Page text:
By Tessa Holland 9 January 2020 Techies
An overview of how security works in SpringBot
The security of SpringBot is a combination of Spring Security and client-side route guards. All data is protected server-side through a strict implementation of role based access control.
All security related configuration files can be found in
Each entity with the User Behaviour has a registration endpoint created for them that takes the form of
auth/account/register/<userType> where the
userType is the camel case form of the entity name in question.
Hibernate Envers is used to ensure that all CRUD (Create, Read, Update, Delete) operations are recorded in an audit log. Each entity in the database also has two associated audit tables that records all the previously mentioned operations.
The audit tables come in the form of,
<snake_case_entity_name>_audit_log- stores all Created, Update and Delete operations.
<snake_case_entity_name>_read_audit- stores all read requests.
This audit data is also partially accessible through the History feature that is available as part of the CRUD tile.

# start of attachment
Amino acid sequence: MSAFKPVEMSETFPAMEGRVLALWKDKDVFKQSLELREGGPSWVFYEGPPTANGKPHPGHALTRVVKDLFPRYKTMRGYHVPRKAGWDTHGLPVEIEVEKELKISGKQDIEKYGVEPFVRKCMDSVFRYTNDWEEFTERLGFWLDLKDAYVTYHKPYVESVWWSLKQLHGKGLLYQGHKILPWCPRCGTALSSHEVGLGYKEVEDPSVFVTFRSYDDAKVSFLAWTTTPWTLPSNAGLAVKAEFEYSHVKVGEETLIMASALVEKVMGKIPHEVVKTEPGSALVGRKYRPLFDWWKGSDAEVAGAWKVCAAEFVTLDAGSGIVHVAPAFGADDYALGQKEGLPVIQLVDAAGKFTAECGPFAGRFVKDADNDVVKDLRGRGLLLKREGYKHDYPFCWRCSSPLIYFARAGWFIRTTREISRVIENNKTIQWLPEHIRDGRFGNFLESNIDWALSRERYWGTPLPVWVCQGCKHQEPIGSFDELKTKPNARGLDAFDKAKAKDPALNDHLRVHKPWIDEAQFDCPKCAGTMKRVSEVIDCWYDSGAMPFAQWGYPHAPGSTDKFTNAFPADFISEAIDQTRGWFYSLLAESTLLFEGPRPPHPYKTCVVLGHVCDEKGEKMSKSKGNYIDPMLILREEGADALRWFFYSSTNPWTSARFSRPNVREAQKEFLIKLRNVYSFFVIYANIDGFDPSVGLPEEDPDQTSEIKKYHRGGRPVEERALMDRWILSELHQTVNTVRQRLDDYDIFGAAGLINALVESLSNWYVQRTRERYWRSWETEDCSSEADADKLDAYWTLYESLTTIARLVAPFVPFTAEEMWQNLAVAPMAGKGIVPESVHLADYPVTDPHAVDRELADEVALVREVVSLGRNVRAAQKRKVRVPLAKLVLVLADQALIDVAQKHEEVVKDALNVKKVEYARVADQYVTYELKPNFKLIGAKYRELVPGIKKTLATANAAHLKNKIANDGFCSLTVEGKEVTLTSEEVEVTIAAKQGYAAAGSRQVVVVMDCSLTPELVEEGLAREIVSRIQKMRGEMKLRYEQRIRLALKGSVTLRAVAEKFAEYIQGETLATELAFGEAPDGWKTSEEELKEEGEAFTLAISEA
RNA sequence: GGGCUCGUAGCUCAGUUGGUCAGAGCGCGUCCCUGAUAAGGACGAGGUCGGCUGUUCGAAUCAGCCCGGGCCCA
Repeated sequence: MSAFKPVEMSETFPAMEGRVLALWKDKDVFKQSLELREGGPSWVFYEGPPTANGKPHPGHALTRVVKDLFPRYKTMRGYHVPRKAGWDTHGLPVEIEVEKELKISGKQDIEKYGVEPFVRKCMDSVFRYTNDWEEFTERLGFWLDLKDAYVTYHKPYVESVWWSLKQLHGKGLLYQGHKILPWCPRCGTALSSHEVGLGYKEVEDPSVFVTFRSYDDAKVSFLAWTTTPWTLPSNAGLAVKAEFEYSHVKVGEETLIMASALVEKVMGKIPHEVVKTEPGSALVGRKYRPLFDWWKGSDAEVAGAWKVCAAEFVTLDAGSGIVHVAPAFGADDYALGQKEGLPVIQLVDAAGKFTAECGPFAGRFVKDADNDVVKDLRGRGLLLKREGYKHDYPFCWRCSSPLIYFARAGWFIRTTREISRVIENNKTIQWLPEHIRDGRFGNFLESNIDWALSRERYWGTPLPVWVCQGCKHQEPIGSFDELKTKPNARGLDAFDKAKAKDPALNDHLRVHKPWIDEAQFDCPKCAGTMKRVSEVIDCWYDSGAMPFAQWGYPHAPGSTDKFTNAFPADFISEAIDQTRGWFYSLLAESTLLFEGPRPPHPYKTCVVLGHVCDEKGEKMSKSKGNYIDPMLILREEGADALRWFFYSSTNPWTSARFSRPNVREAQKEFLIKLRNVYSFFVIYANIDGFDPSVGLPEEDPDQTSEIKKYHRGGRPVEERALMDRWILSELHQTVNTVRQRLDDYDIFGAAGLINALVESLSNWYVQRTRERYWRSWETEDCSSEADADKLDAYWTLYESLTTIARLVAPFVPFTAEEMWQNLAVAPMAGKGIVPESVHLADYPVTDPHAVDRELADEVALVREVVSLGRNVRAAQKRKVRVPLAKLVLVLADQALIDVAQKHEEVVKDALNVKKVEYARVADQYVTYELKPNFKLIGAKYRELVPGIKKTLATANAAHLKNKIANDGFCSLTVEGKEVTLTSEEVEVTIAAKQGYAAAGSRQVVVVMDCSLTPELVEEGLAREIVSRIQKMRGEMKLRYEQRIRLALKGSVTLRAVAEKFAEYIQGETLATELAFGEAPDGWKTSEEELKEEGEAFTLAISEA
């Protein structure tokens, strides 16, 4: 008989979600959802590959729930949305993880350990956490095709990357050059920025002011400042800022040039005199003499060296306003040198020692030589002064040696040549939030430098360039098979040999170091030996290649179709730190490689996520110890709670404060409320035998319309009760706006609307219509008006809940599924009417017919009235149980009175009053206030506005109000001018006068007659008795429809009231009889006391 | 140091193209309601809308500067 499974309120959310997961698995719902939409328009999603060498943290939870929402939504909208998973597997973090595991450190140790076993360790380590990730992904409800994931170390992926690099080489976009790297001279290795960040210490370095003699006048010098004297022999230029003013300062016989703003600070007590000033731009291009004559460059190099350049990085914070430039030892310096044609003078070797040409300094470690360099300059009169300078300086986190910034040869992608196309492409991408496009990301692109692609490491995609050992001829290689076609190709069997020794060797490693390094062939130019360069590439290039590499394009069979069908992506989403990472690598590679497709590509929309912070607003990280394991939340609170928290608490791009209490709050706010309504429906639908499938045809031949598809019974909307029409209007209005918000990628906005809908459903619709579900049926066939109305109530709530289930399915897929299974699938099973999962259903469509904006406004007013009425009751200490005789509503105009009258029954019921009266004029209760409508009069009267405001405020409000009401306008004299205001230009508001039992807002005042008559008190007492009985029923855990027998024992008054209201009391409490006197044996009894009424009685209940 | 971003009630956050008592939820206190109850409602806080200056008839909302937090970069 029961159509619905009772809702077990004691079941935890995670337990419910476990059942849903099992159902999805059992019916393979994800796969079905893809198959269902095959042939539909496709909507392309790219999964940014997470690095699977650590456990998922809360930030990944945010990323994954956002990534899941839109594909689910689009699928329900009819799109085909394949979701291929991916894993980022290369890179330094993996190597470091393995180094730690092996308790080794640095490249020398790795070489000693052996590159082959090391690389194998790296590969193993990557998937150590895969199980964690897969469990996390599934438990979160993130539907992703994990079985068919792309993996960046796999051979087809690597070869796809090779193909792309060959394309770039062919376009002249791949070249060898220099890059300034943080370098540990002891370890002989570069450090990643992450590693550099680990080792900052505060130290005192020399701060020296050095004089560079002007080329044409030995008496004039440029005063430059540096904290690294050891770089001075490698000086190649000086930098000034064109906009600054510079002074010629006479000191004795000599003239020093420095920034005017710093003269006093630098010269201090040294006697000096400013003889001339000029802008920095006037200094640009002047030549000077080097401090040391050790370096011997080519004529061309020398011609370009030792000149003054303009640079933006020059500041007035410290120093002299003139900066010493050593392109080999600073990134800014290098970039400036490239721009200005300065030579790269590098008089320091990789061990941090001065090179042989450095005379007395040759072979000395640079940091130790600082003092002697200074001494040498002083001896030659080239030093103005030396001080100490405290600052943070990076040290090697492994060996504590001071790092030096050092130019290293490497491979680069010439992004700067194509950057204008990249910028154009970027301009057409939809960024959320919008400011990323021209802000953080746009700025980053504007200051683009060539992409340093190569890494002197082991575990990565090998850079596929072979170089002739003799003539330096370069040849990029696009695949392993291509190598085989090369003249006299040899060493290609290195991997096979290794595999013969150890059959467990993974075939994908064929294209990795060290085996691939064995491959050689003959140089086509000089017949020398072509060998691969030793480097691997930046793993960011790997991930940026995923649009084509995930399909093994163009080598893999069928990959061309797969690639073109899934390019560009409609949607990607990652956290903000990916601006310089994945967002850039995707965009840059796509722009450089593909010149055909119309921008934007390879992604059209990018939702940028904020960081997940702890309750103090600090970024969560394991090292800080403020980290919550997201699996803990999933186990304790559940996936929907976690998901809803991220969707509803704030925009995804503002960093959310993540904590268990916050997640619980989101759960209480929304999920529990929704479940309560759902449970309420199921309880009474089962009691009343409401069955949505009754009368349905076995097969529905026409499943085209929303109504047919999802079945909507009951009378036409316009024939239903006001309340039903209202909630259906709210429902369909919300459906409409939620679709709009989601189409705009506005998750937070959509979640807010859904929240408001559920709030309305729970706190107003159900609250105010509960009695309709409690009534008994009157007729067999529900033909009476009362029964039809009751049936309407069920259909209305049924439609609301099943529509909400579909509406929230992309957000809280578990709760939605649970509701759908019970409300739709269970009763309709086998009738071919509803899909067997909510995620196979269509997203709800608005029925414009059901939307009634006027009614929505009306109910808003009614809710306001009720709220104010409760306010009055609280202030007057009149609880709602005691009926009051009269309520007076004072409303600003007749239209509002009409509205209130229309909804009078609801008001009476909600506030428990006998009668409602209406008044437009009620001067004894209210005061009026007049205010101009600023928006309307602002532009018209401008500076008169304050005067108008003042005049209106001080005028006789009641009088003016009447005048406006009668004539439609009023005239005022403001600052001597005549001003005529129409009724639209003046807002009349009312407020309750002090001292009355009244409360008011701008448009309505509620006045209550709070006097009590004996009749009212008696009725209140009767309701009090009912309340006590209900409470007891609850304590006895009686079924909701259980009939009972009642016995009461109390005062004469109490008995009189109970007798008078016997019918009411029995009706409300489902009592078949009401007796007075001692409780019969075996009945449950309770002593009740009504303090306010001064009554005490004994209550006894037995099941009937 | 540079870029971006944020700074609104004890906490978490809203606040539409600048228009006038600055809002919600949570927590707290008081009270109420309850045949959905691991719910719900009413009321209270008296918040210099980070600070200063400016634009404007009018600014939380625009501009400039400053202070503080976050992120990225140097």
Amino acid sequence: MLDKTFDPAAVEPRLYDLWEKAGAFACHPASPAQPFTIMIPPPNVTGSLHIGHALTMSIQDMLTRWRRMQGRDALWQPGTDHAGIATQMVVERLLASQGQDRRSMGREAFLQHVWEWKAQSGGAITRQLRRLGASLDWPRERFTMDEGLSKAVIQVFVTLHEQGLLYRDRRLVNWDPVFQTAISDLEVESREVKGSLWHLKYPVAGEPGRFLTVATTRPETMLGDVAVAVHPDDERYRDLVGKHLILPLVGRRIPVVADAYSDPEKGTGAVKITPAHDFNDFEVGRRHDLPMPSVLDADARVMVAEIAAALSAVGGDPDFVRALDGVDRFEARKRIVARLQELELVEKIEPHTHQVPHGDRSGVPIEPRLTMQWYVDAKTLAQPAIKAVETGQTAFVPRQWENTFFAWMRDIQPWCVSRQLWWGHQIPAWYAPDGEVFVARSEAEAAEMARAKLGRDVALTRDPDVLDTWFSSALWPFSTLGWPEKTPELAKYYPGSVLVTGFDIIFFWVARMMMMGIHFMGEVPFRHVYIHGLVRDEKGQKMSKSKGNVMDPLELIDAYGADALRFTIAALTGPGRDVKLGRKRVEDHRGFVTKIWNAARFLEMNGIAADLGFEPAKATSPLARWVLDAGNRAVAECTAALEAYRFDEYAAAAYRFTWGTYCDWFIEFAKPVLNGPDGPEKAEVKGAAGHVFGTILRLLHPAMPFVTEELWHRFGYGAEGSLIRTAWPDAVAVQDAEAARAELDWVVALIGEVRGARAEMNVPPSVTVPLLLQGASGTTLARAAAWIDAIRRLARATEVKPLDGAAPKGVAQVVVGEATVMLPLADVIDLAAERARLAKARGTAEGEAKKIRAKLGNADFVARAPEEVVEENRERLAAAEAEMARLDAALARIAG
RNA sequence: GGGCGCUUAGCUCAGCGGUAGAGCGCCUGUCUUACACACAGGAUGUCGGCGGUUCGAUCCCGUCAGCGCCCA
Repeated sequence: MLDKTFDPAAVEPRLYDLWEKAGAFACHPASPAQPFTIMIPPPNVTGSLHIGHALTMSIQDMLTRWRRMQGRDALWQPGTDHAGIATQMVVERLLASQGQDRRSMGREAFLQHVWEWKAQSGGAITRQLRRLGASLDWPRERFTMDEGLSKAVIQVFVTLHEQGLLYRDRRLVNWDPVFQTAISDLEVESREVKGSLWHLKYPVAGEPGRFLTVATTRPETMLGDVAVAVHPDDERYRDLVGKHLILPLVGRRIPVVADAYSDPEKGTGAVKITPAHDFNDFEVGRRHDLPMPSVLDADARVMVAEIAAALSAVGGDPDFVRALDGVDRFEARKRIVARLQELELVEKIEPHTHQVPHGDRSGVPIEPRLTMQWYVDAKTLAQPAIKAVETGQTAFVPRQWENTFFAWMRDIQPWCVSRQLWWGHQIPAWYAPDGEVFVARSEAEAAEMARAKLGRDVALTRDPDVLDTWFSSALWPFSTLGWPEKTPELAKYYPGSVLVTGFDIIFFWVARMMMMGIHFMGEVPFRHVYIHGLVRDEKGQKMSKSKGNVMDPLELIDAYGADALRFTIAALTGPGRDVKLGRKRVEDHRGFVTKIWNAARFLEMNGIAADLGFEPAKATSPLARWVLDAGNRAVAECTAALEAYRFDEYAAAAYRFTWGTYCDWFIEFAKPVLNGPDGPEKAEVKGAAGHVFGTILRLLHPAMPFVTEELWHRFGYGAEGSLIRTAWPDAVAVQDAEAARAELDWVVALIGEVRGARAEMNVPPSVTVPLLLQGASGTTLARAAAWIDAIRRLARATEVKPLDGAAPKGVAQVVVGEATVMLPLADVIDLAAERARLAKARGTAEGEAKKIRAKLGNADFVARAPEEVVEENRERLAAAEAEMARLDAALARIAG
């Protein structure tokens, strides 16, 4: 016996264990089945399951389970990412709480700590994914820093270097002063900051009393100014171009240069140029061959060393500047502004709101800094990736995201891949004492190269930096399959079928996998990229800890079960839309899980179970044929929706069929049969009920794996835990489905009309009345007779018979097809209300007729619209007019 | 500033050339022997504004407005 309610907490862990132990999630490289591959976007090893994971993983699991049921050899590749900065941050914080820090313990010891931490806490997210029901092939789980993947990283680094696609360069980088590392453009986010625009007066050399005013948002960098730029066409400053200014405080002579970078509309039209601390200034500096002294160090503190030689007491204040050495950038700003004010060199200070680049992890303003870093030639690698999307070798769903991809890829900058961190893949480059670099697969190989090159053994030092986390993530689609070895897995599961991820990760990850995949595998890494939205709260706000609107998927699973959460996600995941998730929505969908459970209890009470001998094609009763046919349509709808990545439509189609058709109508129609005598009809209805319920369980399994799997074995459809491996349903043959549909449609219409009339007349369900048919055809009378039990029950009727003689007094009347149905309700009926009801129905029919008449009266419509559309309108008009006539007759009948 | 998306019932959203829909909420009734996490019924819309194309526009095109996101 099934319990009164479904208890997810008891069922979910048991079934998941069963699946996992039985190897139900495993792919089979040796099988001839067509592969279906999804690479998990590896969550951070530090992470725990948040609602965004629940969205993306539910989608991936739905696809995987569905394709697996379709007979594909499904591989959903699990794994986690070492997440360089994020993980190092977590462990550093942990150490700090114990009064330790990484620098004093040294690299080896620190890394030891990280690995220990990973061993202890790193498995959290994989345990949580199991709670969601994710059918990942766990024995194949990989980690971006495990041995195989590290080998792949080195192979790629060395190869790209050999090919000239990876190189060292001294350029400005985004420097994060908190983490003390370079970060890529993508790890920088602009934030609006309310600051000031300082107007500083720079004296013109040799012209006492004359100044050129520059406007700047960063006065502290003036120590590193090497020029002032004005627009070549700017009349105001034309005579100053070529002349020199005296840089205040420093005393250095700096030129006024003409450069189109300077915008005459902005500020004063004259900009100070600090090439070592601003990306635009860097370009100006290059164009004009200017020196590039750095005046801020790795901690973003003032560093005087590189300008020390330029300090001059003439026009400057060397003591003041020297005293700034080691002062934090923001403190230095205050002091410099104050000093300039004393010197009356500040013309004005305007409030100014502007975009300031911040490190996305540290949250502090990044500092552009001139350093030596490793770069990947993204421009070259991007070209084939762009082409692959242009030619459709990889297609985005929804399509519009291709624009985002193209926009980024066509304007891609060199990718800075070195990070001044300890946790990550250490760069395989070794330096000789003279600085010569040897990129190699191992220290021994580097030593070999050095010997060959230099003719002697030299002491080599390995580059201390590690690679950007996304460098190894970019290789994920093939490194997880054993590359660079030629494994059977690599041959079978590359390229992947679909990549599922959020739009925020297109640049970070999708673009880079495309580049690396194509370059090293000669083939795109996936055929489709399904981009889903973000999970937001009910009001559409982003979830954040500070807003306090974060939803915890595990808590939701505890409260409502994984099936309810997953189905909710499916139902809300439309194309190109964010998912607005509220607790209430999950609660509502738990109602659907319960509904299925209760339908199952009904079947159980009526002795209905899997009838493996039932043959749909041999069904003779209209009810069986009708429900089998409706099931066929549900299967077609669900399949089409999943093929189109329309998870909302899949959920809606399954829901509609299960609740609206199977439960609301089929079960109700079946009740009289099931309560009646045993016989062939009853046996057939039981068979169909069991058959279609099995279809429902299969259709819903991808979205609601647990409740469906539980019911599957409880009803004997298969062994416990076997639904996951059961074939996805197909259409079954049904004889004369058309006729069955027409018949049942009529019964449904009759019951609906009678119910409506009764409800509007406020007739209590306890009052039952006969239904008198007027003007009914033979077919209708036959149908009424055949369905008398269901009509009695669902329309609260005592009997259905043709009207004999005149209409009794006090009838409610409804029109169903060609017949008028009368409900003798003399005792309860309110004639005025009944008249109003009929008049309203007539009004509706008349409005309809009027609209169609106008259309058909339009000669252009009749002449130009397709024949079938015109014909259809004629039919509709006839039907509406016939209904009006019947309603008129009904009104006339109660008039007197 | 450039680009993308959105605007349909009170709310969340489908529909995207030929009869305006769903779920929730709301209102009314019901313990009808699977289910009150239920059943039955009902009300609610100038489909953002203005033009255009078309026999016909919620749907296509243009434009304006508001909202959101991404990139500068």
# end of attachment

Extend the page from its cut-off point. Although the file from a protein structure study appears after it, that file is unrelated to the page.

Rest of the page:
Key files that are used to configure the audit logs are found in
serverside/src/main/java/<projectName>/entities/<entityName>Audit.java - These allow the audit log for individual entities to be customised or otherwise adjusted.
Authentication is achieved using JSON web tokens (JWT). These tokens are created using a secret that can be found in
src/main/resources/application-default.properties under the
security.jwt-secret property. These tokens are returned and expected as bearer tokens.
By default, tokens have a an expiry of 1 hour.
More detail can be found in
Roles and access are configured and set within the Security Diagram. What this means is that while the application itself does not enforce the least privilege approach, if care is taken when configuring your security diagram, your application can be setup in such a way that it does.
While the roles a user has can be cumulative, they cannot currently be setup in this way.